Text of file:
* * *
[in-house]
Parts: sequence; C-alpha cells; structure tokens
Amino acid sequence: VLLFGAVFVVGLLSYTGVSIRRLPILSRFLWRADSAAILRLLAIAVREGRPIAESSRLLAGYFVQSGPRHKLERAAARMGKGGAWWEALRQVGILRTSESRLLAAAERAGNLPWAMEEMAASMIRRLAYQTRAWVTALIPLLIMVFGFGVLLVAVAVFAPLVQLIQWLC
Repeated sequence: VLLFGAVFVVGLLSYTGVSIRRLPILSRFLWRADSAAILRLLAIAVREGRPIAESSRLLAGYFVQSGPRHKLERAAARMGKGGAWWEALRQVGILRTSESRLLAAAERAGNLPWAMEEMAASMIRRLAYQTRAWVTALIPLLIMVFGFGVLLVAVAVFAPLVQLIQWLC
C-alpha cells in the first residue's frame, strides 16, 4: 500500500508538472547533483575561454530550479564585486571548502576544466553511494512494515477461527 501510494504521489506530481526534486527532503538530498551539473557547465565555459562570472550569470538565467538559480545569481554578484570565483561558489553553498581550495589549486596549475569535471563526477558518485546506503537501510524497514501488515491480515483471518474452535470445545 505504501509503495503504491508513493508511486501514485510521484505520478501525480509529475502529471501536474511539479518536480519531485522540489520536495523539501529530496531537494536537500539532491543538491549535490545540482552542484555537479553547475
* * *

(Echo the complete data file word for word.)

[in-house]
Parts: sequence; C-alpha cells; structure tokens
Amino acid sequence: VLLFGAVFVVGLLSYTGVSIRRLPILSRFLWRADSAAILRLLAIAVREGRPIAESSRLLAGYFVQSGPRHKLERAAARMGKGGAWWEALRQVGILRTSESRLLAAAERAGNLPWAMEEMAASMIRRLAYQTRAWVTALIPLLIMVFGFGVLLVAVAVFAPLVQLIQWLC
Repeated sequence: VLLFGAVFVVGLLSYTGVSIRRLPILSRFLWRADSAAILRLLAIAVREGRPIAESSRLLAGYFVQSGPRHKLERAAARMGKGGAWWEALRQVGILRTSESRLLAAAERAGNLPWAMEEMAASMIRRLAYQTRAWVTALIPLLIMVFGFGVLLVAVAVFAPLVQLIQWLC
C-alpha cells in the first residue's frame, strides 16, 4: 500500500508538472547533483575561454530550479564585486571548502576544466553511494512494515477461527 501510494504521489506530481526534486527532503538530498551539473557547465565555459562570472550569470538565467538559480545569481554578484570565483561558489553553498581550495589549486596549475569535471563526477558518485546506503537501510524497514501488515491480515483471518474452535470445545 505504501509503495503504491508513493508511486501514485510521484505520478501525480509529475502529471501536474511539479518536480519531485522540489520536495523539501529530496531537494536537500539532491543538491549535490545540482552542484555537479553547475